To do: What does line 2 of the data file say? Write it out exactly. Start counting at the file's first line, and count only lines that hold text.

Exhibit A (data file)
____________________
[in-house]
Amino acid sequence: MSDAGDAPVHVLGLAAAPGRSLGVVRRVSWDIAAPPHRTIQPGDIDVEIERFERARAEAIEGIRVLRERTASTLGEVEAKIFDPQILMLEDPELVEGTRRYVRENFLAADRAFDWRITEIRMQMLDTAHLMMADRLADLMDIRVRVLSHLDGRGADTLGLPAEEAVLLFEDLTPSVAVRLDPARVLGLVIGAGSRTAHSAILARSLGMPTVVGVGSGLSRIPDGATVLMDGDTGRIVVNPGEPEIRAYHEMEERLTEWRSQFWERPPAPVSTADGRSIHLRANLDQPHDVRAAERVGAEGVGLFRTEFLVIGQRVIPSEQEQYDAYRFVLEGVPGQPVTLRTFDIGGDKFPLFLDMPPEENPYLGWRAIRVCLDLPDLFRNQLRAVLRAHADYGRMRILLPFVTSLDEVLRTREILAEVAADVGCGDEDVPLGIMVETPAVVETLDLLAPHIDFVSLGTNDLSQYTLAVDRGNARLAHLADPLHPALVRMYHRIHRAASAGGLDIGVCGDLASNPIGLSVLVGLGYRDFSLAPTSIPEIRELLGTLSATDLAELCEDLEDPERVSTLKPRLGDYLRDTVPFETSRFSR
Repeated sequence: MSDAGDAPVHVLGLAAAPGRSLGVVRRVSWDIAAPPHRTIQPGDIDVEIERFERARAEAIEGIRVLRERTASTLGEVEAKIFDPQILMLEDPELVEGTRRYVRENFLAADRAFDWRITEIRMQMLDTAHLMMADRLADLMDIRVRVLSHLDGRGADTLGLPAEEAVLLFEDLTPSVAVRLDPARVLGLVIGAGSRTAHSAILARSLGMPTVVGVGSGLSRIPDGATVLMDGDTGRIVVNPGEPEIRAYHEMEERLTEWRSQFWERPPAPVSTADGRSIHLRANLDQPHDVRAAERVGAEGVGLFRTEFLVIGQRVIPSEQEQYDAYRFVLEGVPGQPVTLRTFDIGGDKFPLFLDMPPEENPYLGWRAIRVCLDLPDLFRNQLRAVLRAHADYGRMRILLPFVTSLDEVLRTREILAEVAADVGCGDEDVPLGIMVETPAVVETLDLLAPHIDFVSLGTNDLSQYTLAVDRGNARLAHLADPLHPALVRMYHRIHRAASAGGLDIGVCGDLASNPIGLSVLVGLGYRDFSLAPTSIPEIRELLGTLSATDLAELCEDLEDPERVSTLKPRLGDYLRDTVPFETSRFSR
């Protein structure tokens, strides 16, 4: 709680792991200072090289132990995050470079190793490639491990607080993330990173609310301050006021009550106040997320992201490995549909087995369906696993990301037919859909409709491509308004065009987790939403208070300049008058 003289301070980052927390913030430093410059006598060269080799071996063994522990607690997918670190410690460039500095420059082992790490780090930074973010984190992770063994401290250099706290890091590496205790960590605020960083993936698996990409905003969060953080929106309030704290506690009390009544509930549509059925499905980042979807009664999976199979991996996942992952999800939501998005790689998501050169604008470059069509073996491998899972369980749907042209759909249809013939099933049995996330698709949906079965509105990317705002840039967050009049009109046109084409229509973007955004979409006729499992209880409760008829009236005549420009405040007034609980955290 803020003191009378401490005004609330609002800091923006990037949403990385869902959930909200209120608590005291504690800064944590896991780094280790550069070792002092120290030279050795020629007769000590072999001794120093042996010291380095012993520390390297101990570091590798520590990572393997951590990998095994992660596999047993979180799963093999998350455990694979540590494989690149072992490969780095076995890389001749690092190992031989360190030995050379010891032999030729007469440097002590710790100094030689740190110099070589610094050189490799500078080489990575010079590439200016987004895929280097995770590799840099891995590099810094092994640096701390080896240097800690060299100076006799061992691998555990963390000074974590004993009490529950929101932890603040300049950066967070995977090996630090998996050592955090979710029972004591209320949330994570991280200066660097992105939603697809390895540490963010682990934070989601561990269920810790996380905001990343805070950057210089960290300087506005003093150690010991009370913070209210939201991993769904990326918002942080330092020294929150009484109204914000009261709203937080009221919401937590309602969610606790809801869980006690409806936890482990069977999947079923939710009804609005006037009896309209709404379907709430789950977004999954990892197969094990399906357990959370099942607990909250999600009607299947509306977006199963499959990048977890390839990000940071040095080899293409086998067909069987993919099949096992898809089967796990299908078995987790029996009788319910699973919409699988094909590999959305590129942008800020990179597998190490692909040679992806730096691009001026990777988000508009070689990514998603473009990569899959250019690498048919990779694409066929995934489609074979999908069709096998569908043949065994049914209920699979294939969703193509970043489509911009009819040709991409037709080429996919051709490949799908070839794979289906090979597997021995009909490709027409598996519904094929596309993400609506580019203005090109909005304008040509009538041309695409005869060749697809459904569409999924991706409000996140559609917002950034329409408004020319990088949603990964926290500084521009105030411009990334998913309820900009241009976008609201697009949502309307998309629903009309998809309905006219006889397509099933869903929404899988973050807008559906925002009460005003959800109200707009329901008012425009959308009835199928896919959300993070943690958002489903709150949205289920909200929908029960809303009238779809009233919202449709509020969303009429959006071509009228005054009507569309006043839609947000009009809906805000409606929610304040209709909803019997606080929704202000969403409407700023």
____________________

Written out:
Amino acid sequence: MSDAGDAPVHVLGLAAAPGRSLGVVRRVSWDIAAPPHRTIQPGDIDVEIERFERARAEAIEGIRVLRERTASTLGEVEAKIFDPQILMLEDPELVEGTRRYVRENFLAADRAFDWRITEIRMQMLDTAHLMMADRLADLMDIRVRVLSHLDGRGADTLGLPAEEAVLLFEDLTPSVAVRLDPARVLGLVIGAGSRTAHSAILARSLGMPTVVGVGSGLSRIPDGATVLMDGDTGRIVVNPGEPEIRAYHEMEERLTEWRSQFWERPPAPVSTADGRSIHLRANLDQPHDVRAAERVGAEGVGLFRTEFLVIGQRVIPSEQEQYDAYRFVLEGVPGQPVTLRTFDIGGDKFPLFLDMPPEENPYLGWRAIRVCLDLPDLFRNQLRAVLRAHADYGRMRILLPFVTSLDEVLRTREILAEVAADVGCGDEDVPLGIMVETPAVVETLDLLAPHIDFVSLGTNDLSQYTLAVDRGNARLAHLADPLHPALVRMYHRIHRAASAGGLDIGVCGDLASNPIGLSVLVGLGYRDFSLAPTSIPEIRELLGTLSATDLAELCEDLEDPERVSTLKPRLGDYLRDTVPFETSRFSR